THE SMART MONEY DOESN’T GIVE OUT PHONE NUMBERS
You may not be drawing Social Security benefits yet, but you probably know people who are. This post describes a Social Security phone scam that’s occurring in numerous US area codes, according to Mercer Advisors. Scammers claiming to be Social Security Administration (SSA) representatives call and threaten to suspend Social Security benefits of those who don’t provide the information requested by the scammers — information that can lead to identity theft. Or, the scammer might say there is criminal activity linked to your Social Security number, and if you don’t resolve it, you’ll be putting your benefits at risk. Or, you may be asked to confirm your Social Security number so that the SSA can resolve a problem relating to your account.
What You Need to Know
Investment advisors, law enforcement and investigators give this advice:
• The SSA will never threaten over the phone to suspend your benefits. If you receive a call threatening suspension, just hang up.
• Never give out your Social Security number when the request is unsolicited. A social security number is private, confidential information.
• Do not call a phone number that is left on your voice mail by a robo-caller. To contact the SSA, call their customer service line directly at 800-772-1213.
• Do not assume a call is legitimate because it appears to come from an 800 number. Scammers use “spoofing” technology to trick caller ID to mask their actual number.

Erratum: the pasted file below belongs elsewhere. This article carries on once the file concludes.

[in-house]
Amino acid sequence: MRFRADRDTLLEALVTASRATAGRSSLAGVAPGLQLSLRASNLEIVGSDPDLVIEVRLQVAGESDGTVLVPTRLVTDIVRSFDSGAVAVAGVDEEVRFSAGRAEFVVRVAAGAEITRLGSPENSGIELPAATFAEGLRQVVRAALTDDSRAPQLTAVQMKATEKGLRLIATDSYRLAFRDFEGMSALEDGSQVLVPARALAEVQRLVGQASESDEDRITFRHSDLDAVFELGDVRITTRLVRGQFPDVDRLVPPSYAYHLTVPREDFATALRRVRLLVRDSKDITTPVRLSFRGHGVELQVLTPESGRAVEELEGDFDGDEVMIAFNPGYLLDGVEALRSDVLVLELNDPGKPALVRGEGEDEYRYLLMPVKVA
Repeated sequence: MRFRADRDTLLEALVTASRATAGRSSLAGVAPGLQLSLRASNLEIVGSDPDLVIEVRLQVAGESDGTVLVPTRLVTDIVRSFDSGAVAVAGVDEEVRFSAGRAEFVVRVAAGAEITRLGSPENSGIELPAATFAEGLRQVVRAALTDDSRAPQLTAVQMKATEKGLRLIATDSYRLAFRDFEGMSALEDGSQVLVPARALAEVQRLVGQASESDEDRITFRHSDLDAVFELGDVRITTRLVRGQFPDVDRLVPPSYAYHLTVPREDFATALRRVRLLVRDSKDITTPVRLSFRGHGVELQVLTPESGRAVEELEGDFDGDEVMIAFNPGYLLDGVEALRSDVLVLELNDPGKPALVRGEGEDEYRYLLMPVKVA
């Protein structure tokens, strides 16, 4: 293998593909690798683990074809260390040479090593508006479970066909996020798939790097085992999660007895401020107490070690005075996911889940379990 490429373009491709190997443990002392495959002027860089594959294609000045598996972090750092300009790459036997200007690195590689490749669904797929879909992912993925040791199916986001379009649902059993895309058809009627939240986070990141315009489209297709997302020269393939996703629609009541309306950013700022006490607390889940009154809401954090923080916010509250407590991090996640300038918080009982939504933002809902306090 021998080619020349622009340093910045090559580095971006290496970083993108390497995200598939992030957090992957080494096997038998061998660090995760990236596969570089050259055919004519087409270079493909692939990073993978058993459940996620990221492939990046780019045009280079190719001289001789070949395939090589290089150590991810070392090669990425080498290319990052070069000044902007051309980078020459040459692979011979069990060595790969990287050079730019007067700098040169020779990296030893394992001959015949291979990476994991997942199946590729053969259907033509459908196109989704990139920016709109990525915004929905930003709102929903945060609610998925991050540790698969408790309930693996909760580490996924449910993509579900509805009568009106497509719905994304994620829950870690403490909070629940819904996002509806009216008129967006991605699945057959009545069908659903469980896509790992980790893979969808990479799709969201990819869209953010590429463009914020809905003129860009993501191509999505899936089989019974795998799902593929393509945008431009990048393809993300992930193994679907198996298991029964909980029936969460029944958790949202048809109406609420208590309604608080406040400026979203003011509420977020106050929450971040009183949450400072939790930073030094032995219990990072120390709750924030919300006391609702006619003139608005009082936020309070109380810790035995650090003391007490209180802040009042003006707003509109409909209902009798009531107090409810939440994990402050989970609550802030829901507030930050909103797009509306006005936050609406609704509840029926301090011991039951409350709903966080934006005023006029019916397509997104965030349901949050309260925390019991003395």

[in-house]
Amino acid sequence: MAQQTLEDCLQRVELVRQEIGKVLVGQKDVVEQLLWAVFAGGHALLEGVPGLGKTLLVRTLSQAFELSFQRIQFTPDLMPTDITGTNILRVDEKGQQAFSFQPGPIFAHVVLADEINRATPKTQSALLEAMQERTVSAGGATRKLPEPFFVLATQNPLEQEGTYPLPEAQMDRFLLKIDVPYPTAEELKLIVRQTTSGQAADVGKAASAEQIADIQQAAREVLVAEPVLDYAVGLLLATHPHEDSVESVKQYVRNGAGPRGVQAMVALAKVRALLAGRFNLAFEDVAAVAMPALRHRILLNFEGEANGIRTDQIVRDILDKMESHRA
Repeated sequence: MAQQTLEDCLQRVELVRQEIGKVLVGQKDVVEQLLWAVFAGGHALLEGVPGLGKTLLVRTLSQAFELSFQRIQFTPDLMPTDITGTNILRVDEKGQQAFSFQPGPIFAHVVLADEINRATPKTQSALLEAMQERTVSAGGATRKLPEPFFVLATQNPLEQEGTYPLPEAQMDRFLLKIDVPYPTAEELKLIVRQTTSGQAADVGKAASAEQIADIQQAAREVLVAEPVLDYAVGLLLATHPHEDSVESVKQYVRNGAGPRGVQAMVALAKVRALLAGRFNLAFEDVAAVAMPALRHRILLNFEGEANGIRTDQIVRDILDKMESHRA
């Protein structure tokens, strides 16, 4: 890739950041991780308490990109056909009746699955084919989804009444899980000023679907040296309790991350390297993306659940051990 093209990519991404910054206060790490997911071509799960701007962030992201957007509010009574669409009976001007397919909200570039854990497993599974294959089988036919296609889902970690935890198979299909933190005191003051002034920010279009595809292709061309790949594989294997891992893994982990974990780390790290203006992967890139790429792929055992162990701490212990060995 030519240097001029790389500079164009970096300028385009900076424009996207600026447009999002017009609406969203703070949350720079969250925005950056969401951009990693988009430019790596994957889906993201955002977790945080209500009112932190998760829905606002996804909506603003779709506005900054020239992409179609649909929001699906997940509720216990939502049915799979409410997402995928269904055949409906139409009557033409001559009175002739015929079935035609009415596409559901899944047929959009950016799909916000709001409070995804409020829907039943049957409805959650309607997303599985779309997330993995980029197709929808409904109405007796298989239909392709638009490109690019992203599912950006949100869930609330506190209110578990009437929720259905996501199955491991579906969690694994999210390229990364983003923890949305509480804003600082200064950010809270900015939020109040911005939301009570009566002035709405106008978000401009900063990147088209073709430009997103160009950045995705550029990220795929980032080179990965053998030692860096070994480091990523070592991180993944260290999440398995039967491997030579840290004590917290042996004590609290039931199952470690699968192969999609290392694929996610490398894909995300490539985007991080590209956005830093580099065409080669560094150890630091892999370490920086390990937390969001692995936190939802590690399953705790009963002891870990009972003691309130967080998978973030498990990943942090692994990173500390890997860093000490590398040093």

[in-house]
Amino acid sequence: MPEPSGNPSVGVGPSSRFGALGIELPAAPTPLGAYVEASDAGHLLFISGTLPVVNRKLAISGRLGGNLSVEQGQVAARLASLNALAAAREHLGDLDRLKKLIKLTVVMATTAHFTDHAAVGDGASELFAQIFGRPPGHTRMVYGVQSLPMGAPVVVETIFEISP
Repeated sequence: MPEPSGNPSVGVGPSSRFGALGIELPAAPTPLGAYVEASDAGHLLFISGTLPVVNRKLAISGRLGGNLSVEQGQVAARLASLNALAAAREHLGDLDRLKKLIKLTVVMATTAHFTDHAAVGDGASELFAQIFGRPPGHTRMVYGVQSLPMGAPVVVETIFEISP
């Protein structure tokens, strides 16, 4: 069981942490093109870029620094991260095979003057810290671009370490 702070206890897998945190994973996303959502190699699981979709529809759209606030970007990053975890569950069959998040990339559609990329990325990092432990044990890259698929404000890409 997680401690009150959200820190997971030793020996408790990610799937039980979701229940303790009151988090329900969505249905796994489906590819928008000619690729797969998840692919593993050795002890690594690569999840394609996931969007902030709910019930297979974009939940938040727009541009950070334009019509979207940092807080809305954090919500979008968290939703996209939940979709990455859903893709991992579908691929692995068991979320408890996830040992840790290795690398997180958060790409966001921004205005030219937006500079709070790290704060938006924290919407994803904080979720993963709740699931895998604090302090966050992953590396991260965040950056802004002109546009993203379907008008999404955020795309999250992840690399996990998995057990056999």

• Do not click links in emails that purport to be from SSA without checking them. If you receive such an email, hover your mouse over the link to reveal the actual destination address. The main part of the address should end with “.gov/” — including the forward slash. If there’s anything between .gov and the slash, it’s a fake address.
• If you like, you can set up a mySocialSecurity account. My Social Security is an online service provided by the SSA that allows individuals to review earnings history, check current or future benefits, and access many other Social Security services.
What to Do If You Are Compromised
• Contact the Federal Trade Commission (FTC). The FTC has a website dedicated to Social Security fraud: https://identitytheft.gov/SSA.
• Contact the SSA. They can advise you on what to do, and in some cases, they may even issue a new Social Security number.
• Monitor and possibly freeze credit. To freeze credit, contact each of the three major credit reporting bureaus. Telephone numbers for each of the three are listed below. You will need to provide identifying personal information, including your Social Security number. To confirm submission of the request, the credit reporting bureau will send you a confirmation letter in the mail. This letter will contain a PIN that you will need later to unfreeze your credit, so keep the PIN safe.
1. Equifax — 1 800 349 9960
2. Experian — 1 888 397 3742
3. TransUnion — 1 888 909 8872
Kathryn Lazar, Esq.